Cigarette butts are tiny, but they’re collectively trashing our planet.
Every year, the world is burdened with an estimated 1.69 billion pounds of littered cigarette butts, according to a 2009 study, and humanity is expected to smoke some 9 trillion filtered cigarettes in the year 2025.
Cigarette filters contain hundreds of trapped chemicals that run off into our oceans, rivers and streams, and they clog up our heaping landfills without biodegrading.
That’s the potential for a lot of damage — but now, researchers have an idea for how we can reuse them.
Turning cigarette butts into new roads
Scientists at RMIT University in Melbourne, Australia, figured out how to mix cigarette butts and asphalt in a way that can improve our roadways. The strange concoction can turn into paved roads that allegedly withstand the heavy weight of cars and reduce the “urban heat island effect,” which is basically when a city is hotter than its surrounding areas. The effect is partly caused by the materials that make up modern cities, along with the overall city’s structure, air pollution and other factors.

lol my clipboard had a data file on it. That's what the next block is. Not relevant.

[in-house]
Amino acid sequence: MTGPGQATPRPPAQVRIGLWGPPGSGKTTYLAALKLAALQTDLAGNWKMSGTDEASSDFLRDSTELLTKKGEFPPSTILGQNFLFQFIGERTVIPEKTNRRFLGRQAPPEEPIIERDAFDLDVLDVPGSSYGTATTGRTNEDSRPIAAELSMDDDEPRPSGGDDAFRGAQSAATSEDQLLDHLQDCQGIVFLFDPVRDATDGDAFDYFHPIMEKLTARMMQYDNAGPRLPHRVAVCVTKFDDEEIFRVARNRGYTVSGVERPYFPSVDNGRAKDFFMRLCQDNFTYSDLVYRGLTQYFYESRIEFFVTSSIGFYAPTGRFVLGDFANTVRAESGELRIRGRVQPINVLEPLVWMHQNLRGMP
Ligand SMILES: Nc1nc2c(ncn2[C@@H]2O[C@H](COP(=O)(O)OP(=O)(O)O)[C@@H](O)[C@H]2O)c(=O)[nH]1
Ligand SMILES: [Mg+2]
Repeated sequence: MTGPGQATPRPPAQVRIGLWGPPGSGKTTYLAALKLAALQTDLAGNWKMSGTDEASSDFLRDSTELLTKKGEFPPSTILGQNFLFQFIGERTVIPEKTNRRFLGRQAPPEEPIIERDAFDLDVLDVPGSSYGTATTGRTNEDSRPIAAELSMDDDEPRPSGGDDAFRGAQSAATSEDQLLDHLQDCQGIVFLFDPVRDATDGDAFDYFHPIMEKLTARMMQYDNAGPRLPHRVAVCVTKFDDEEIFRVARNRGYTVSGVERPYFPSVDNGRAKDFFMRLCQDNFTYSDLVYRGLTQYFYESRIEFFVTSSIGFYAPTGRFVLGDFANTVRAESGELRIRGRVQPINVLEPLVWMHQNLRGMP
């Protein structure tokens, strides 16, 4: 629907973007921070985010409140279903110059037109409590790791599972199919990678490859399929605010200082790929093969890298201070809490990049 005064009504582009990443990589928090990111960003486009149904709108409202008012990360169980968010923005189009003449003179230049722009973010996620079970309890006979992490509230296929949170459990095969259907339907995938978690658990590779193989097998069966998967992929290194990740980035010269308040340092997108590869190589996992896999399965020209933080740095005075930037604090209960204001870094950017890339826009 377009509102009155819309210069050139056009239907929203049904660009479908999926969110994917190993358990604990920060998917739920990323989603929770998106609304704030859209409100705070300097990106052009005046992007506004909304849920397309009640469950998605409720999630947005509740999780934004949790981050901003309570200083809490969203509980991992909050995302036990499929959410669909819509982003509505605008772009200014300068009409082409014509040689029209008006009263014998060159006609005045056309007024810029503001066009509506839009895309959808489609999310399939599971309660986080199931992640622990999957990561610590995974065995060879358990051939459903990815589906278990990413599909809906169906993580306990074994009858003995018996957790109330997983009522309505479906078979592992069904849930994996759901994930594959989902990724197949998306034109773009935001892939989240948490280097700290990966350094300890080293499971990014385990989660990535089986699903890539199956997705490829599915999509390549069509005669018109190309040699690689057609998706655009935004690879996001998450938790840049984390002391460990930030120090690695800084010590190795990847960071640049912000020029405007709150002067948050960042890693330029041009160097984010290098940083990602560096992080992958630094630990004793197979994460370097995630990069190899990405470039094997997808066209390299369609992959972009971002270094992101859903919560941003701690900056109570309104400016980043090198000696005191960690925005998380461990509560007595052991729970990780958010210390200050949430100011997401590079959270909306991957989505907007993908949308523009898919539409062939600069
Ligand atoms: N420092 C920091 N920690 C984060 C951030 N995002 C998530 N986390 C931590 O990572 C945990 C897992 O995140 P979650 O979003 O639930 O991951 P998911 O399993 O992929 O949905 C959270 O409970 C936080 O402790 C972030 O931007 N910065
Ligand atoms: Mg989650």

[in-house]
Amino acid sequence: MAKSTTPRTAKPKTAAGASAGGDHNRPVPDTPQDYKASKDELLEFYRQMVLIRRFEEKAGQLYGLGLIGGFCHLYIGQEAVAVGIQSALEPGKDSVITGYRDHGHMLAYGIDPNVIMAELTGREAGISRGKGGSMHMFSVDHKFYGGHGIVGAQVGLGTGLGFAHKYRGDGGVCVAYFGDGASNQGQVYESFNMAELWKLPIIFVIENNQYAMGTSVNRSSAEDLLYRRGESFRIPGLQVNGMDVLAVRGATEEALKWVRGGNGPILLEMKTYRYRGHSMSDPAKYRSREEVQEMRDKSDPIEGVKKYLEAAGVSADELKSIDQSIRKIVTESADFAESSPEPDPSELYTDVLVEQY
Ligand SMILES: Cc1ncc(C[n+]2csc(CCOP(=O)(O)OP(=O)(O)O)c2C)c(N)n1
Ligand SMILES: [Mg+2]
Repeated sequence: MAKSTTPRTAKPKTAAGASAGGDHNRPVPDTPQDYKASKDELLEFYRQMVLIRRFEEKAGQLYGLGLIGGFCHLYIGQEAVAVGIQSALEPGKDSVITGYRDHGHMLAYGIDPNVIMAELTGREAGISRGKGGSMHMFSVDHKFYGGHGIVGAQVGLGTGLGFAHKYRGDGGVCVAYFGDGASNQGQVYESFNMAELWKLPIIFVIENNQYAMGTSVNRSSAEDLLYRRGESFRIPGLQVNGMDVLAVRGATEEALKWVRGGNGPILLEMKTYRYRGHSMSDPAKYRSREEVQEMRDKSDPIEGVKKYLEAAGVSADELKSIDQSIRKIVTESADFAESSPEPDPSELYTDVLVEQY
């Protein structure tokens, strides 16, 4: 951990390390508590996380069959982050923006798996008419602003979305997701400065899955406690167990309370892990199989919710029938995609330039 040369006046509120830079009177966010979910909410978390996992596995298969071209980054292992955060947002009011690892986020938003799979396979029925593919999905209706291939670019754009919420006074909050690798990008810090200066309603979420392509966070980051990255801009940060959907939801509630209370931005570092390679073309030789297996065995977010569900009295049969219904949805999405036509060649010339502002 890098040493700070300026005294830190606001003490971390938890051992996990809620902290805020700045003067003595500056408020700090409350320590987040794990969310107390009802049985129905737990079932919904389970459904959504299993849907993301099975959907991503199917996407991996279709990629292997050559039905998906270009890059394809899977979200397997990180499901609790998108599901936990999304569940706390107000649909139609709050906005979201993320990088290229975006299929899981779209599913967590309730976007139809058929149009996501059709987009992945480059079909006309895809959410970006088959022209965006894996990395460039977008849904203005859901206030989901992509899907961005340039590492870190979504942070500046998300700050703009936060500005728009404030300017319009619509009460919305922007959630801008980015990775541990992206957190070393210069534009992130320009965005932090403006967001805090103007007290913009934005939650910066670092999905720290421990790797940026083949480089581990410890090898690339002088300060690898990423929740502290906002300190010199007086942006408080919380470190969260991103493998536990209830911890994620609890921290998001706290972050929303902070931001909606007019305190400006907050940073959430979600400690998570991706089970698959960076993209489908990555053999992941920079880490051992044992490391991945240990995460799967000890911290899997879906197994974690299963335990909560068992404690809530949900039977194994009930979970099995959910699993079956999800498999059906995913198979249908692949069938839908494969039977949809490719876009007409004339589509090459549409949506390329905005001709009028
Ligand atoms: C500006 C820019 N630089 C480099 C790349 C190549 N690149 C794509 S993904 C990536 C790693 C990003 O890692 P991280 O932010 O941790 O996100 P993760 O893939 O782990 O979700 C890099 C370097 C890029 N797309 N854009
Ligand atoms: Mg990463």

Scientists coated the cigarette butts with bitumen and paraffin wax to keep its dangerous chemicals contained, barring the potential for it to leak into the asphalt in a dangerous way.
“I have been trying for many years to find sustainable and practical methods for solving the problem of cigarette butt pollution,” Abbas Mohajerani, a leading author on the study, said in a release. “This research shows that you can create a new construction material while ridding the environment of a huge waste problem.”
Though the ideal solution would be for humans to stop smoking non-biodegradable cigarettes, it seems that the least we can do is use toxic waste as a filler for construction.
Aug. 7, 2017
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